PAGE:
FTC Staff Advises Oklahoma Physician Hospital Organization That it Will Not Recommend Antitrust Challenge to Proposed Formation of Clinically Integrated Multi-provider Network

For Your Information

The Federal Trade Commission’s Bureau of Competition has advised the Norman Physician Hospital Organization (Norman PHO) that staff has no present intention to recommend that the FTC challenge its proposed formation or operation of a clinically integrated health care network.  Based on Norman PHO’s representations, staff concluded that the network’s proposed activities “appear unlikely to unreasonably restrain trade.”

Norman PHO requested the advisory opinion concerning its proposal to offer clinically integrated services as a way to achieve improved quality of care, reduced costs, and increased patient satisfaction.  The network includes approximately 280 participating physicians and the hospitals in the Norman Regional Health System.

The proposal contemplates horizontal combinations or pricing agreements only in the provision of physician services.  The network’s “operations will not involve horizontal agreements among competing providers of inpatient hospital services, or outpatient hospital and ambulatory care services, because Norman Regional Health System is the only provider of such services that will participate in the network.”

To implement its clinical integration program, Norman PHO has created a new organizational structure under which its participating physicians are actively engaged in a wide array of collaborative clinical activities, including developing clinical practice guidelines and physician performance measures, conducting peer review and corrective action processes, and designing and implementing quality improvement initiatives.

The staff opinion letter was signed by Markus H. Meier, Assistant Director in charge of the Health Care Division of the FTC’s Bureau of Competition.  It concludes that the “proposed clinical integration program offers the potential to create a high degree of interdependence and cooperation among its participating physicians and to generate significant efficiencies in the provision of physician services.”  The letter also states that “Norman PHO’s proposed joint contracting appears to be subordinate to the network’s effort to improve efficiency and quality through the clinical integration of its participating physicians.”  Therefore, FTC staff determined that the proposed joint pricing and contracting activities qualify for rule-of-reason analysis, rather than being subject to a per se bar under the antitrust laws.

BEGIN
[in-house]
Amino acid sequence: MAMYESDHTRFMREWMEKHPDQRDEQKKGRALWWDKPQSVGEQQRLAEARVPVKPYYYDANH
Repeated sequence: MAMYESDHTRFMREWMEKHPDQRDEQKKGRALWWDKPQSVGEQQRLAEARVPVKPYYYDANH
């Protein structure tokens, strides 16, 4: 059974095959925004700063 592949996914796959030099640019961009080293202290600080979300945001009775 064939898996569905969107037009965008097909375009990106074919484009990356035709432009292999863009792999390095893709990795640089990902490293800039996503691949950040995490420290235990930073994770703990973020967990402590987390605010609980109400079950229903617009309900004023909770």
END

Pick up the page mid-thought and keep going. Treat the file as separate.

Although a market analysis was not performed, the letter notes that Norman PHO appears to have the potential to exercise market power in the sale of its services.  Concerns about market power, however, are mitigated by Norman PHO’s representations that it will not attempt to force payers to contract with it, and payers who do not want to contract with the network for any reason may bypass the network and contract individually with the participating providers, either directly or through other networks, and without interference from Norman PHO.

The letter concludes that Norman PHO’s proposed program “appears likely, on balance, to be pro-competitive or competitively neutral” and staff has no present intention to recommend an enforcement action.  The letter, however, cautions that “staff’s current enforcement view likely would change to the extent that, for whatever reason, Norman PHO’s actual operations deviate substantially from its proposal . . . or otherwise prove to have anticompetitive effects.”

NOTE:  The letter sets out the views of the staff of the FTC’s Bureau of Competition, as authorized by the Commission’s Rules of Practice.  It has not been reviewed or approved by the Commission.  As the Commission’s Rules explain, the staff’s advice is rendered “without prejudice to the right of the Commission later to rescind the advice and, where appropriate, to commence an enforcement proceeding.”

The FTC’s Bureau of Competition works with the Bureau of Economics to investigate alleged anticompetitive business practices and, when appropriate, recommends that the Commission take law enforcement action.  To inform the Bureau about particular business practices, call 202-326-3300, send an e-mail to antitrust{at}ftc{dot}gov, or write to the Office of Policy and Coordination, Bureau of Competition, Federal Trade Commission, 601 New Jersey Ave., Room 7117, Washington, DC 20001.  To learn more about the Bureau of Competition, read Competition Counts.  Like the FTC on Facebook, follow us on Twitter, and subscribe to press releases for the latest FTC news and resources.

Contact Information

MEDIA CONTACT:

Mitchell J. Katz,
Office of Public Affairs
202-326-2161

STAFF CONTACT:

Christine L. White,
FTC Northeast Region
212-607-2804